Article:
As mentioned before, approximately 80% of policyholders pay realized, full-risk premiums and these holders will not see the large increases mentioned above. Most all policyholders will, on the other hand, see a slight rise in their premiums which is due to the Reserve Fund assessment itself as sanctioned by the BW-12. The exception to the Reserve Fund assessment ding are those with Preferred Risk Policies (PRPs). Homeowners who fall within the 20% hat are working with subsidized policy rates are the ones that ill experience higher rises in premiums. 

Starting in 2012, after the Act was passed, these subsidies policyholders experienced a 25% increase in their premiums, followed by a steady rise each year thereafter until their policy costs catch up with the realized true cost being shouldered by the remaining 80% of policyholders. When the Act passed, roughly 5% of policyholders experienced an immediate increase in premiums because they fell into the categories of non-primary residences, businesses and repetitive loss properties. This was to catch up the policies by eliminating the non-essential subsidized policies first and giving the primary residence policyholders time to prepare for the increase in premiums. Homeowners that enjoyed a subsidized rate for newly purchased properties, new first time policies and lapsed policies will no longer be able to do so. 

Properties that are located within a Special Flood Hazard Area (SFHA) that were “grandfathered” in before their parent community adopted it’s first Flood Insurance Rate Map (FIRM), and have also not chosen to elevate their property to meet the standards after the remapping, experience the greatest chafe in rates. These are the properties that are below the current standard elevation for flood hazards. It is logical that changing the elevation of your home to meet newly established standards of elevation for flood hazard protection seems absurd, considering the costly expenditure necessary to do so. This is a major point of concern and backlash from property owners in these circumstances.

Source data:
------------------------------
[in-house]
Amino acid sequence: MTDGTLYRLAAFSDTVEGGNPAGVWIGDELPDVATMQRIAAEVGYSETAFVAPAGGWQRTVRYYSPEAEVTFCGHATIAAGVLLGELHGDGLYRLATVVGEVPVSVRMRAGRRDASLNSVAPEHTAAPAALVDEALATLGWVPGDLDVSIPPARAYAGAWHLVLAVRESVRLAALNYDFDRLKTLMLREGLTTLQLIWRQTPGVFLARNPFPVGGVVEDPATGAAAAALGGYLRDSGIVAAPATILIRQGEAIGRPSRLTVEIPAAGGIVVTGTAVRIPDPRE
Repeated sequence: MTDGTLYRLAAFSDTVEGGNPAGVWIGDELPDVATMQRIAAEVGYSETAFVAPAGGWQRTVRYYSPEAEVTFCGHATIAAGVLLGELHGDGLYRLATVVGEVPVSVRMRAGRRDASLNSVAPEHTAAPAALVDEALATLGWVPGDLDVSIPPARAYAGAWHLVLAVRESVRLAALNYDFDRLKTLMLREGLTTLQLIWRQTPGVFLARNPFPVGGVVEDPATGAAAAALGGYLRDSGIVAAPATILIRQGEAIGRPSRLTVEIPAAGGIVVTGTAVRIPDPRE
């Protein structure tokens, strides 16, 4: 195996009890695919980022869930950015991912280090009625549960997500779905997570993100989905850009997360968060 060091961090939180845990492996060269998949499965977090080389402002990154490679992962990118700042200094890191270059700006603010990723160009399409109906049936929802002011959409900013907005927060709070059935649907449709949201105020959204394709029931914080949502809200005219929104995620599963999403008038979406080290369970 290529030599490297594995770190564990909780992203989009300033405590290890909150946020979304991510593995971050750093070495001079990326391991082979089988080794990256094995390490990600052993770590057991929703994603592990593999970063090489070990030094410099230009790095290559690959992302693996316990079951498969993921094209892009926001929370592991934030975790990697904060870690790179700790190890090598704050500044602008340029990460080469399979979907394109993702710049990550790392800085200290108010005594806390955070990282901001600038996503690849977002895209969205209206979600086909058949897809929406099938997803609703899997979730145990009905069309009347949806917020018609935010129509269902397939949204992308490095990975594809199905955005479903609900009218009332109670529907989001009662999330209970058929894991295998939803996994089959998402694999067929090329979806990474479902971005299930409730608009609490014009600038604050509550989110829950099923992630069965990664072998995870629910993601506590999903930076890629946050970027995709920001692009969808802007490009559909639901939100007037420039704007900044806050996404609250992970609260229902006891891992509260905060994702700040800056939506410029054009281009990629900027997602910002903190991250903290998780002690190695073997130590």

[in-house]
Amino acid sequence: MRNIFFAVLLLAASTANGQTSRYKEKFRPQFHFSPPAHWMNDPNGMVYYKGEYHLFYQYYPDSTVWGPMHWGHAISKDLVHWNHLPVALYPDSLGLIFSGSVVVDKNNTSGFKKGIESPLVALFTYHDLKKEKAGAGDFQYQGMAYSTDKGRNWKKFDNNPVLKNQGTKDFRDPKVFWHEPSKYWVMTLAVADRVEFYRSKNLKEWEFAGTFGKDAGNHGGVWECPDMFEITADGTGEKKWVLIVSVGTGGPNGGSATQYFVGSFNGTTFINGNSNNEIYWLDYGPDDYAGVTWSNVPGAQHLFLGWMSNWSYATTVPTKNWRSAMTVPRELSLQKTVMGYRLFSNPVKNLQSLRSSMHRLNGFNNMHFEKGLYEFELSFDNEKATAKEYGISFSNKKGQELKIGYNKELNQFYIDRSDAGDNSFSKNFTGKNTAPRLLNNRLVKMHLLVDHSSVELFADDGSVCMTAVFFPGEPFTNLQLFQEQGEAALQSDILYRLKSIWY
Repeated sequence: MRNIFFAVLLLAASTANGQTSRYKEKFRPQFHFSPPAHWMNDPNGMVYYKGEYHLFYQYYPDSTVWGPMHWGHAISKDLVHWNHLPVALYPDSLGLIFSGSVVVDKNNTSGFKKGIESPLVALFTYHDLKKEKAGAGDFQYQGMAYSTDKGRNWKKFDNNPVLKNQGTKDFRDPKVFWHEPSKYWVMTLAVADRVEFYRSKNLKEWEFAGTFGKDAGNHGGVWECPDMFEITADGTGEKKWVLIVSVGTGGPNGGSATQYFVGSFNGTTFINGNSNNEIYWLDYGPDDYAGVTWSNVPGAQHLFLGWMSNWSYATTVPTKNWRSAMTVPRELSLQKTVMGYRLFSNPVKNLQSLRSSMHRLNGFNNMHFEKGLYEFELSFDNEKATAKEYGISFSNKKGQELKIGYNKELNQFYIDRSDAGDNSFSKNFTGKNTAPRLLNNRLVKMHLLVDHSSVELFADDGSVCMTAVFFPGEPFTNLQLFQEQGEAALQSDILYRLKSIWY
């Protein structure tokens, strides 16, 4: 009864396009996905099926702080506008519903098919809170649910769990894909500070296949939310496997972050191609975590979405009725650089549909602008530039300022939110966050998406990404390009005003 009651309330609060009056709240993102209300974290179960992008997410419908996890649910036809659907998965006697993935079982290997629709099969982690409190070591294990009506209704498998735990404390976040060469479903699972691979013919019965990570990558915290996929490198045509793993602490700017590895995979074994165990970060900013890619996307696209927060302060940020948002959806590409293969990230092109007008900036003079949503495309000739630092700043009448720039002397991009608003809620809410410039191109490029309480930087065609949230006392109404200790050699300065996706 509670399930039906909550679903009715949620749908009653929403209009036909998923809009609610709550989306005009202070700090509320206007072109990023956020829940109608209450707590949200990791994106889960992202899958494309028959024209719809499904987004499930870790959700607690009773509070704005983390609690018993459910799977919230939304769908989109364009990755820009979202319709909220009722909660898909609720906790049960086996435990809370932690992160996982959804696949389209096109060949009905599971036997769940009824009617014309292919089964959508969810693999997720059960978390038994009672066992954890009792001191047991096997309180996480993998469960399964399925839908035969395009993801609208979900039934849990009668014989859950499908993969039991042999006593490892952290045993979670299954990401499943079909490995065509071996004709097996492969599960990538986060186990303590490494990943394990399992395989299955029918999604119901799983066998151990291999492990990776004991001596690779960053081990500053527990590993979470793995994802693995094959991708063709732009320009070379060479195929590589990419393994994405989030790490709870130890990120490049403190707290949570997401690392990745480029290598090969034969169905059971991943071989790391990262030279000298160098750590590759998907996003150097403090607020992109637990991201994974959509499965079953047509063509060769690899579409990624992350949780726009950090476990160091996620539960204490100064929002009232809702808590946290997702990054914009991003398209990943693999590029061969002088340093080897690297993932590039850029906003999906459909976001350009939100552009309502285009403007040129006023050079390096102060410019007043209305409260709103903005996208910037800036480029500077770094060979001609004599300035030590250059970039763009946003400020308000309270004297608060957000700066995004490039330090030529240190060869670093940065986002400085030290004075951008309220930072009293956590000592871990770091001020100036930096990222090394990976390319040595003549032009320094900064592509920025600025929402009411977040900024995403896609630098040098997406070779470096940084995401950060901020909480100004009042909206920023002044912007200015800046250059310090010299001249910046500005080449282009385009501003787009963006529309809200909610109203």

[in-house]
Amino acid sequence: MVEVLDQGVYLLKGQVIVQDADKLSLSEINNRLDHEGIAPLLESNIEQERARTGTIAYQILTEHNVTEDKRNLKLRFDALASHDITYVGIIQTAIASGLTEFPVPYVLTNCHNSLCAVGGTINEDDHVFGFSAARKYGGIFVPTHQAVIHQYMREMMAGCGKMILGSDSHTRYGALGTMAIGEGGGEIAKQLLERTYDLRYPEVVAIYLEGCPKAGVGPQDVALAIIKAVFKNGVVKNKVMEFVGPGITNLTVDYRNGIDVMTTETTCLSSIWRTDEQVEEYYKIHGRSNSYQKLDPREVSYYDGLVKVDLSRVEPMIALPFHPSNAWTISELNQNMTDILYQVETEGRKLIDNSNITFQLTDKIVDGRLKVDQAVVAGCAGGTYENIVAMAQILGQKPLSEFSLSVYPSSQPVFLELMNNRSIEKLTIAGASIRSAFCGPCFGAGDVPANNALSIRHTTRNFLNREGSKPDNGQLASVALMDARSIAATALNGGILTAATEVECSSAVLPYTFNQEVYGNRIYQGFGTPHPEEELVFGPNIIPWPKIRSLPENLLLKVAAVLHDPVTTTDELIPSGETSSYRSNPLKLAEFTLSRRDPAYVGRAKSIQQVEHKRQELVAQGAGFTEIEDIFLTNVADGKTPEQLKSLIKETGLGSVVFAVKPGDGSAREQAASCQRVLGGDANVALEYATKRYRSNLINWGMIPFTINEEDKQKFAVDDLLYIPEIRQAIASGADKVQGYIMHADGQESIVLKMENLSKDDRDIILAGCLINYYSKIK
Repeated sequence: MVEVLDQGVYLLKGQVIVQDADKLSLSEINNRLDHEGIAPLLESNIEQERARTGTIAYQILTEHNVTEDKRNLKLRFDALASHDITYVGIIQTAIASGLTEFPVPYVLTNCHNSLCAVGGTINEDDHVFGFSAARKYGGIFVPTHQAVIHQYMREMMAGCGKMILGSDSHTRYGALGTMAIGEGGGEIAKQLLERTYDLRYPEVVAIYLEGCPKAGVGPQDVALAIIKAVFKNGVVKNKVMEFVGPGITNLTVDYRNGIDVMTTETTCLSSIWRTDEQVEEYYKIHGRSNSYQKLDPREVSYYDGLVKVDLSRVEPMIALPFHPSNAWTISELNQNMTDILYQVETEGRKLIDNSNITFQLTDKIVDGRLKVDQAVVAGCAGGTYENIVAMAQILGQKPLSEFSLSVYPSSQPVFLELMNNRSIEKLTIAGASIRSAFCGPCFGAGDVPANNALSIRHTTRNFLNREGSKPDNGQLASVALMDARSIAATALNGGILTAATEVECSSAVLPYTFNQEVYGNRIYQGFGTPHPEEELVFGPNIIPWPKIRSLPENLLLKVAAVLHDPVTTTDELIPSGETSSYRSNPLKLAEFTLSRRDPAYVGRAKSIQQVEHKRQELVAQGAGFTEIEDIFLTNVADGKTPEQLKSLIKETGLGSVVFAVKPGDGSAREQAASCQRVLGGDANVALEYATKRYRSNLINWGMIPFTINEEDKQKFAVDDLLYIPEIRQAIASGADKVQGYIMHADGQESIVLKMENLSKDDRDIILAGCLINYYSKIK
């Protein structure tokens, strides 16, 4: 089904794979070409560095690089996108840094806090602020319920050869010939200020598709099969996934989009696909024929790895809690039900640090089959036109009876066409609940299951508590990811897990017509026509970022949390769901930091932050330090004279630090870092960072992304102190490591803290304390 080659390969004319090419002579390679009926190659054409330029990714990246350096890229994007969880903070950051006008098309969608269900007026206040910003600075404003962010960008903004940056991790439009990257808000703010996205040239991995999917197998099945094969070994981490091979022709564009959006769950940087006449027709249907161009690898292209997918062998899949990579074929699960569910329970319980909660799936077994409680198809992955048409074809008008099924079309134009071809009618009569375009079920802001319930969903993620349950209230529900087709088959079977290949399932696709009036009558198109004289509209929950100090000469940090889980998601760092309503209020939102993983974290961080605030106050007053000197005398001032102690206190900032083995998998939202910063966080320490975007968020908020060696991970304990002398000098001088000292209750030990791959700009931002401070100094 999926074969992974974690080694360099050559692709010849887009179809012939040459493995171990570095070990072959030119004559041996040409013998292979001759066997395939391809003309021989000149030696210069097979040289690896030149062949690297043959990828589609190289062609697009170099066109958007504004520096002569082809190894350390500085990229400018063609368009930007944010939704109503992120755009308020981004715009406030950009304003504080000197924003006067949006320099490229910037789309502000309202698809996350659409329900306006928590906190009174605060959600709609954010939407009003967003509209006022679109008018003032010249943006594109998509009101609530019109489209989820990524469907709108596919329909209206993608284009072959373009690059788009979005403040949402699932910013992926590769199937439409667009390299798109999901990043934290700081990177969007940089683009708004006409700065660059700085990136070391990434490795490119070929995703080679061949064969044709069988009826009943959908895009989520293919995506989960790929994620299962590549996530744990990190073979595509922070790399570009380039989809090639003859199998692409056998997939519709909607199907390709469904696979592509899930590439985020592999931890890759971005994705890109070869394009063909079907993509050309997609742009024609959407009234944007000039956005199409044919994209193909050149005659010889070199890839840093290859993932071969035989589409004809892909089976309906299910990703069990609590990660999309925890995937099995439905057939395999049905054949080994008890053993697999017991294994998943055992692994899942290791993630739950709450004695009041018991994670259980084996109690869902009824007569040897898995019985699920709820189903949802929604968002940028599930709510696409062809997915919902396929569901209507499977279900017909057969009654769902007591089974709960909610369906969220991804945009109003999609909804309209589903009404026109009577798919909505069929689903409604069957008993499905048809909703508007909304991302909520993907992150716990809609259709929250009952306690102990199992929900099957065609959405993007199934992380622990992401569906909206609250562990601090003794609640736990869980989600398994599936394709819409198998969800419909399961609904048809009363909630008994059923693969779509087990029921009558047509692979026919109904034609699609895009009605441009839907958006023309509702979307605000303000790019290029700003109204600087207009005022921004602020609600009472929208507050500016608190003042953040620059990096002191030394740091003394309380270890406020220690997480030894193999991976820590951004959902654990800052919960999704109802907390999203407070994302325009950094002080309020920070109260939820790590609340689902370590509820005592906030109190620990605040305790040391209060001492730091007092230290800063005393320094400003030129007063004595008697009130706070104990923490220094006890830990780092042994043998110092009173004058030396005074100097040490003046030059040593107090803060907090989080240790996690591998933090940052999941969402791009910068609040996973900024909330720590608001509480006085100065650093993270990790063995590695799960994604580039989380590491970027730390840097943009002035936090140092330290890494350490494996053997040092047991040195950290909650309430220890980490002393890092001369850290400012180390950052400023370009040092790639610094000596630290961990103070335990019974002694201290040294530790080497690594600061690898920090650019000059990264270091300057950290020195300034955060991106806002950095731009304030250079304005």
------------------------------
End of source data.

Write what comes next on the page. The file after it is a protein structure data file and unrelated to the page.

Another major concern for homeowners is the uncertainty of what the “remapping” of the FIRM entails for their specific communities. If the elevation to protect against flood hazard rises after the reassessment, which is scheduled to occur in 2014, their rates will rise as a result. The uncertainty of how much that rise may be is an unnerving detail of the Act, as it should be. Another aspect of this is that for policies to reach the “full risk” rate, that includes rare catastrophic flooding events that may have occurred only once or twice throughout history in this nation for particular areas. The likelihood of a policyholder experiencing this during their lifetime is minimal and people are concerned as to why they should be responsible for such a low probability for a flooding disaster of such immensity given the infrequency. 

The concerns raised are legitimate but the reality we are seeing with policies, not only flood hazard insurance, is that the true cost of keeping the programs functioning is not realized. The same can be said for the true cost of transportation, utilizing natural resources such as water and even smaller public city amenities. Our nation has had a break in the costs, but as we begin to tip the economical scales in terms of our production and consumption rates, these costs begin to come out of the shadows as big financial issues which are only gaining ground. This Act is a pure example of legislation realizing that tightening up subsidized handouts may be coming to an end if capitalism is still to be pursued as the foundation our the nation’s economic model. 

About the authorDavid Holly is a professional writer and marketing consultant at CFL Insurance. You can visit him on Google+ to see more of his work.

Image license: US-PDGov